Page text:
We also see one of the reasons Prust looks better than he has as a Ranger — his offensive zone starts are much more offensively-skewed than they were with New York, where is usage more resembled Moen’s. Contrariwise, we see that Eller’s zone starts are more defensive than last year’s, owing to his long stint centering the fourth line.

But the key takeaway is the usage of Armstrong, Moen, and White relative to the rookies and the Desharnais line. This kind of skew was unusual last year — it is reminescent of last year’s Vancouver, who used their bottom-sixers to free up the Sedins for maximum offensive impact. The Habs’ top three lines have all done very well, but part of that is because they have been put into positions to do so, and one of the reasons this has happened has been because the fourth line has been taking an inordinate number of defensive zone draws, freeing up the better players to start closer to the opposing net. And they haven’t only faced fourth-liners, either; after Plekanec, the fourth line is Therrien’s second go-to option for defensive missions against top-liners. This is why they keep regularly getting double-digit minutes: they allow the Desharnais line to be employed in an exploitation role where their offensive abilities are maximized and their defensive failings are less critical.

So the fourth-line are buried in the defensive zone and face top opposition fairly regularly. Do they win this ? No, of course they don’t. If they did, if they could outchance and outscore opposition in this kind of harsh circumstance, they wouldn’t be fourth-liners, they’d either be first-liners, the kind that gets paid seven million plus a year, or perennial Selke canditates. Heck, even those would have serious trouble looking good in these conditions. The fourth line can’t provide significant offense; they need to focus all their attention on not getting slaughtered.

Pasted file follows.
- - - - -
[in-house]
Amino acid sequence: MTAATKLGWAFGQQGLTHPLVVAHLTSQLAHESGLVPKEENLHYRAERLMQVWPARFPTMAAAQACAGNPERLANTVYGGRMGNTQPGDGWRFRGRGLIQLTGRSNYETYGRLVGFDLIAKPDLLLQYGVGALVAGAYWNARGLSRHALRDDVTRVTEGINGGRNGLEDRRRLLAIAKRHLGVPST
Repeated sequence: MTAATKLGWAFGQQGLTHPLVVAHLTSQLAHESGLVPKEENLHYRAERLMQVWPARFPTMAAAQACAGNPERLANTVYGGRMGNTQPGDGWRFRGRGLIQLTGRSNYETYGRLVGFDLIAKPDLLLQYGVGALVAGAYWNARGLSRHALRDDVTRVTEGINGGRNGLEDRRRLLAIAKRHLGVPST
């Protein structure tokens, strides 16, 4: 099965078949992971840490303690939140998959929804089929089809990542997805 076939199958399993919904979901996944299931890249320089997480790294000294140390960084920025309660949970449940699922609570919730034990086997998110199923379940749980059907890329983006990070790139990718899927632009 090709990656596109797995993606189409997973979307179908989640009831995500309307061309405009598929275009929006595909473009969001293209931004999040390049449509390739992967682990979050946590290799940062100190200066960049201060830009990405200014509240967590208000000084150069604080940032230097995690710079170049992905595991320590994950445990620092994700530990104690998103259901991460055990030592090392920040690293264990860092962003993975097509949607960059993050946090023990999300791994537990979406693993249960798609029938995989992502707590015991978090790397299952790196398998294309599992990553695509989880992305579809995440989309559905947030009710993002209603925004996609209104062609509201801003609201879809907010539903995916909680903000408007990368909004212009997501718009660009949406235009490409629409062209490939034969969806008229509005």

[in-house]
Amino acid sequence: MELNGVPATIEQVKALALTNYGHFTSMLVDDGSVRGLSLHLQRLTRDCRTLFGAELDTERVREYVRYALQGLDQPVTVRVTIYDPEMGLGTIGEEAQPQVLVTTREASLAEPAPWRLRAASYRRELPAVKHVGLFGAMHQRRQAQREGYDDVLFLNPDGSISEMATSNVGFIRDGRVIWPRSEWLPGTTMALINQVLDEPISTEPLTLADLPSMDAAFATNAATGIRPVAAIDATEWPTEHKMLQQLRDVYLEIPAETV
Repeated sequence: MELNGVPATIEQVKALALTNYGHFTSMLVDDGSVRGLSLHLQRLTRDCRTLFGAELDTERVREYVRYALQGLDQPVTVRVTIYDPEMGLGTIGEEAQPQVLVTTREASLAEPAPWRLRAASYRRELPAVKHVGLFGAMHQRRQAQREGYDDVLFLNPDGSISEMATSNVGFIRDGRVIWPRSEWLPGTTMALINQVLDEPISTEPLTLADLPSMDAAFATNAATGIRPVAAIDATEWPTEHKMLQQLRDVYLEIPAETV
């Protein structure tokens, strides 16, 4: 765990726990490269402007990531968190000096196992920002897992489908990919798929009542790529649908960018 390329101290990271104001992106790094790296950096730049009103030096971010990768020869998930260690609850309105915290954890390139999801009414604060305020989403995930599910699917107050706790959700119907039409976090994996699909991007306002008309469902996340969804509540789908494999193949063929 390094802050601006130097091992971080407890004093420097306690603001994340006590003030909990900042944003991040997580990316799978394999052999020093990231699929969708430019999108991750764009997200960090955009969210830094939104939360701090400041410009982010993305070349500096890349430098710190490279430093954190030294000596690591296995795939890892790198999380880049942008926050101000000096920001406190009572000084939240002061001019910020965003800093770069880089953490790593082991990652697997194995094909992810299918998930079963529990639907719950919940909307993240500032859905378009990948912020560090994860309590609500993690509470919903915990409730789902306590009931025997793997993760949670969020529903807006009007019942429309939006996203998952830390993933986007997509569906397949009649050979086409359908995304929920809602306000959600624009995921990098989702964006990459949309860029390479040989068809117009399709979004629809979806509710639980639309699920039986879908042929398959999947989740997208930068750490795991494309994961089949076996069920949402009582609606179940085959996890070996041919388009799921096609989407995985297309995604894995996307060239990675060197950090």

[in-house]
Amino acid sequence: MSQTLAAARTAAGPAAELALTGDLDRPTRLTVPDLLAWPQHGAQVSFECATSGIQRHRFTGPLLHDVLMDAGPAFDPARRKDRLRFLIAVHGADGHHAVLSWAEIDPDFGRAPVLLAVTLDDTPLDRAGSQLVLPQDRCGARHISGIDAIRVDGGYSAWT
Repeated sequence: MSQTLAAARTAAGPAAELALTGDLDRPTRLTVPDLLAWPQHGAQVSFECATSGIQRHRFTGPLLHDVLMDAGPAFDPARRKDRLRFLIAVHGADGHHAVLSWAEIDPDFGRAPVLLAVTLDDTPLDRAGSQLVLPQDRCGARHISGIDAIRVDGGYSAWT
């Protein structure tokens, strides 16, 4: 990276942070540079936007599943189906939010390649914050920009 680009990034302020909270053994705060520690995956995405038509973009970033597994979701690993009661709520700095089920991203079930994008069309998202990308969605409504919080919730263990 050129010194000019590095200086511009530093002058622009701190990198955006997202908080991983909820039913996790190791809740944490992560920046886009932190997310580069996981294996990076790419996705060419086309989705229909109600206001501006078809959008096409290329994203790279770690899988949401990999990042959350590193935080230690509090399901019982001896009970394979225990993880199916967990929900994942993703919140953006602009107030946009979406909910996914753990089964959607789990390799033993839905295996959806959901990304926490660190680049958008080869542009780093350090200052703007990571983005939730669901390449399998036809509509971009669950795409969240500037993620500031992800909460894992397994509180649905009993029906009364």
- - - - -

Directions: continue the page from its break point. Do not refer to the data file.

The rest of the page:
A common criticism of Moen since he joined the team, one which has now been spread to the entire fourth line, is that he doesn’t provide the physicality and toughness he was signed for. That criticism happens because the perception of Moen’s role is completely wrong.  Moen was not brought in to be the team’s designated fighter. As for physicality, that may be part of his game, but hitting is never a goal in and of itself. What Moen is, what he was signed to do, and what he has brought is to be a tough-competition defensive forward: a guy who could play against the opposition’s top guys and, while unable to outplay them, would lose the battle slowly enough that the rest of the lineup, freed from having to deal with those difficult minutes, could outscore the opposition enough to compensate. This usage was instrumental in Anaheim winning their Stanley Cup in 2007, with Moen and Pahlsson identified as significant contributors to shutting down the infamous line of Alfredsson, Spezza and Heatley in the Finals. The Habs’ fourth line is a little like that.

Armstrong, White and Moen have lost the battle even before it began. Their job is to sell their hockey lives so dearly that the opposing first line cannot outscore them at a pace that outstrips the other three lines’ production. This is a crucial role in Michel Therrien’s gameplan, and it explains while the three regularly receive double-digit icetime despite all the criticism levelled at them. They are sacrificial lambs, whose job it is to make the other lines look better by affording them better offensive opportunities.

In short, they are a classic checking line, of the kind that has fallen out of favor since the lockout, but appears to be making something of a comeback. They do their job quite well, and they (and their deployment) have been meaningful contributors to the Habs’ success. So let’s tone down the criticism on their lack of toughness. They do some of the toughest work on the team as it is.